Friday, March 30, 2007

Democrats running for Pres all support universal healthcare.

Karen Tumulty of Time Magazine moderated and covered the debate about health care held in Las Vegas last week. All the current candidates for President, Republican and Democrat both, were invited. No Republican accepted, while all the Democrats except Joe Biden accepted and showed up. The health care forum was held at the University of Nevada in Las Vegas on March 24, 2007.
Every Democrat in the 2008 presidential field has promised to provide health coverage to all the estimated 47 million Americans who lack it and to curb costs that have sent premiums soaring four times as fast as wages. On March 24, seven candidates showed up for a health-care forum that I moderated in Las Vegas, sponsored by the University of Nevada, Las Vegas, the Service Employees International Union, and the Center for American Progress Action Fund. [Snip]

There was no disagreement over the need to fix health care, only over how fast it could be done. New Mexico Governor Bill Richardson said he could accomplish it in his first year in the White House; New York Senator Clinton said it might take until the end of her second term; everyone else was somewhere in between. There was some dispute over whether reforming the nation's health-care system would require new taxes. Former North Carolina Senator John Edwards said it would; Richardson said it wouldn't; others were equivocal.
So why does it appear that this is the year of healthcare reform?
...the problems of high cost and inadequate coverage have gotten a lot worse since Clinton's plan crashed and burned. As employer-provided insurance has become skimpier and skimpier, the problem has turned nearly every American into an "expert" on health care with ideas on how to fix it. For another, the corporations that were Clinton's chief adversaries in 1994 are now among the loudest voices clamoring for something to be done about health-care costs. In the meantime, some states--among them, Massachusetts, California, Maine and Vermont--are moving ahead to guarantee all their citizens coverage.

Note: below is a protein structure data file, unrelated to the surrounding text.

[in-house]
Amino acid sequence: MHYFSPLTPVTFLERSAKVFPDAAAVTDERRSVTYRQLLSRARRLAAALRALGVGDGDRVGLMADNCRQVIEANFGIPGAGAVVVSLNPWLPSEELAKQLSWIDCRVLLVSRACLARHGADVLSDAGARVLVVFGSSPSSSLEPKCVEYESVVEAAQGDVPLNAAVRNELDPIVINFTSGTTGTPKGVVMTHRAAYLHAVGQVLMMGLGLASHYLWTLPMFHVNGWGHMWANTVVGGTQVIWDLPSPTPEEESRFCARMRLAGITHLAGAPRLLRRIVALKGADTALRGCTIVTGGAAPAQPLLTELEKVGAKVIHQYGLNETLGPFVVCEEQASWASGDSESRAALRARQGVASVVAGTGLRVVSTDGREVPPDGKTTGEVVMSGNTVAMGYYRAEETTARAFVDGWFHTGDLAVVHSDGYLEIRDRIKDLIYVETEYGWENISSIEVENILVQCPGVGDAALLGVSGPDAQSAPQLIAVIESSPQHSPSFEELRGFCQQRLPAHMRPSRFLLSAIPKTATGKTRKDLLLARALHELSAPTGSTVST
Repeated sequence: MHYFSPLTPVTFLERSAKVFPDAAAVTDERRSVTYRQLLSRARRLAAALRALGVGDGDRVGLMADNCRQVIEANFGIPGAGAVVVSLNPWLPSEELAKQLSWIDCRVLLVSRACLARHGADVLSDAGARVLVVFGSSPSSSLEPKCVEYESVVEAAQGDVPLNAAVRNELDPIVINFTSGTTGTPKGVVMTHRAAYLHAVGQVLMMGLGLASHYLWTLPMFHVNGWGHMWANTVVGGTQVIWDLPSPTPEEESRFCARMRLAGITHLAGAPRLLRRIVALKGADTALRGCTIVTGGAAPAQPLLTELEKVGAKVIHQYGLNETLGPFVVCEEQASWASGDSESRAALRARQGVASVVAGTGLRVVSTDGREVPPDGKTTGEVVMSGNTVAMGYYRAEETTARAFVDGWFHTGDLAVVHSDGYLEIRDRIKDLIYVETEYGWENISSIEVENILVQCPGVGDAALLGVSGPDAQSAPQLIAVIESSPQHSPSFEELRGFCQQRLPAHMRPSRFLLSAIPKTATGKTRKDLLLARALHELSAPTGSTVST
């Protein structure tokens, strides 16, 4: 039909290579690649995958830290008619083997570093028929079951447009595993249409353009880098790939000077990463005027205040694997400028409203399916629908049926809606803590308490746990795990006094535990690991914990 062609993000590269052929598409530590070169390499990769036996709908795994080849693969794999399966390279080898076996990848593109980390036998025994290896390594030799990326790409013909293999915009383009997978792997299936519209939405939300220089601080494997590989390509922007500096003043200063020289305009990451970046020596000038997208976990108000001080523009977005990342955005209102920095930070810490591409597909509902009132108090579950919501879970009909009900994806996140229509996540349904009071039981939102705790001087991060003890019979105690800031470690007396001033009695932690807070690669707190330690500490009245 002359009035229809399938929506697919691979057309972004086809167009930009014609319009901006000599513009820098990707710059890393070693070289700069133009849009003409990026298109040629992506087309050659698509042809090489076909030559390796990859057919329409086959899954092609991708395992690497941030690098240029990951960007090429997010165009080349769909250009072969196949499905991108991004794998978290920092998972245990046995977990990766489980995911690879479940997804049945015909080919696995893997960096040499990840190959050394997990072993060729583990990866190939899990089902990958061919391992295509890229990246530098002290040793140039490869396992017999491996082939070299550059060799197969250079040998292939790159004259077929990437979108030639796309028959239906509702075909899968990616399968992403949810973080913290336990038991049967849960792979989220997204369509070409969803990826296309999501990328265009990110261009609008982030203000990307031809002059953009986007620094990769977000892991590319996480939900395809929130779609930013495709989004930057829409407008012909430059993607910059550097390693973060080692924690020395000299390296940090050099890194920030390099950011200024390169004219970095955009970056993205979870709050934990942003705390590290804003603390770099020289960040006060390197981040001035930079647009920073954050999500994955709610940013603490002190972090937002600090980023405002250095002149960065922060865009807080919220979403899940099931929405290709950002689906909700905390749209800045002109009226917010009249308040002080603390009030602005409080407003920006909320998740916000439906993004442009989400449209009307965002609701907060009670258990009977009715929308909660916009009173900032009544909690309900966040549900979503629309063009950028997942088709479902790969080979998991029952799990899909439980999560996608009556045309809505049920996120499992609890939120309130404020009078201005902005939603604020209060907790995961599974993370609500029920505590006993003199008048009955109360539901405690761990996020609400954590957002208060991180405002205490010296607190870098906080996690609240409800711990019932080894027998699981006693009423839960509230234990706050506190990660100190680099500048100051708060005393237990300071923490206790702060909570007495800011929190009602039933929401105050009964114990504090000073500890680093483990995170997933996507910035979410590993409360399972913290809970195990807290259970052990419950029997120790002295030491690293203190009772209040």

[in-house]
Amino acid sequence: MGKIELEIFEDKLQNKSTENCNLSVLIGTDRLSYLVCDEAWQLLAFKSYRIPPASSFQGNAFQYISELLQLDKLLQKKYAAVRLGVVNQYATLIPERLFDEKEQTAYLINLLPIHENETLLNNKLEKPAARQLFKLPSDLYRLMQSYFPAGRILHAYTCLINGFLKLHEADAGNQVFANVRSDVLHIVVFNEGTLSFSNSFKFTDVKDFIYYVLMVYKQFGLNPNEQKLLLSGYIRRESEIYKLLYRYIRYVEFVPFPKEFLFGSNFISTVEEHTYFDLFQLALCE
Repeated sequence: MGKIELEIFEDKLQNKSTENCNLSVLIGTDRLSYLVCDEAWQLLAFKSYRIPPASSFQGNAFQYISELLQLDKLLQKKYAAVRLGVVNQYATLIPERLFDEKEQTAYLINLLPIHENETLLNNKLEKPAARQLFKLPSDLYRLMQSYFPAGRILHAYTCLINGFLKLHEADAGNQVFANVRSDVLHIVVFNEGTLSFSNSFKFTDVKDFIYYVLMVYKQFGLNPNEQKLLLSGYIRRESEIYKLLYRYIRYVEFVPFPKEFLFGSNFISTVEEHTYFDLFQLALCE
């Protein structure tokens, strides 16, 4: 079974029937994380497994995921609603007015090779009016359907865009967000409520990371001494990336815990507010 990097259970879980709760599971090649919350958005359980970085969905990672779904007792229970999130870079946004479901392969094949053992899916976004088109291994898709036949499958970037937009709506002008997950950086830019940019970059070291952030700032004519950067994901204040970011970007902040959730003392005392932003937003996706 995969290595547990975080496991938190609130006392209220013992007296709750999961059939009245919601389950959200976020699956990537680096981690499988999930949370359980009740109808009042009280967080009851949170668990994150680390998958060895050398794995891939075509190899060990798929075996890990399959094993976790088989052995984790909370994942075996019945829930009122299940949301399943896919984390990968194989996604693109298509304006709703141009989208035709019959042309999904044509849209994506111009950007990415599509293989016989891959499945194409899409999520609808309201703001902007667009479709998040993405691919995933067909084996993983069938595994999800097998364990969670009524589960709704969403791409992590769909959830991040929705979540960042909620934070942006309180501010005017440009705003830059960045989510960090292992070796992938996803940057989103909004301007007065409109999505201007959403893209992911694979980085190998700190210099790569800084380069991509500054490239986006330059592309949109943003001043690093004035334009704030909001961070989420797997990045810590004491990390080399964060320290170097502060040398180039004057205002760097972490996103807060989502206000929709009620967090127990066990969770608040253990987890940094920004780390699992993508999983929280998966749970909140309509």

But while health care for all is now a popular slogan, Edwards is the only candidate offering a plan that would actually get to universal coverage. His proposal is much like a model that is being tried or considered in several states and that includes a combination of features. For example, it requires employers who don't insure their workers to pay into a fund for the uninsured, and individuals who don't get coverage from their employers to buy it, and provides subsidies for those who can't afford the premiums.
The two largest problems that seem to be recognized by Democrats are that access to health insurance is declining, while health care itself (and the insurance that often pays for it) is increasing at a rate far above the rate of inflation.

Maybe this election will bring some effort to find some solutions.

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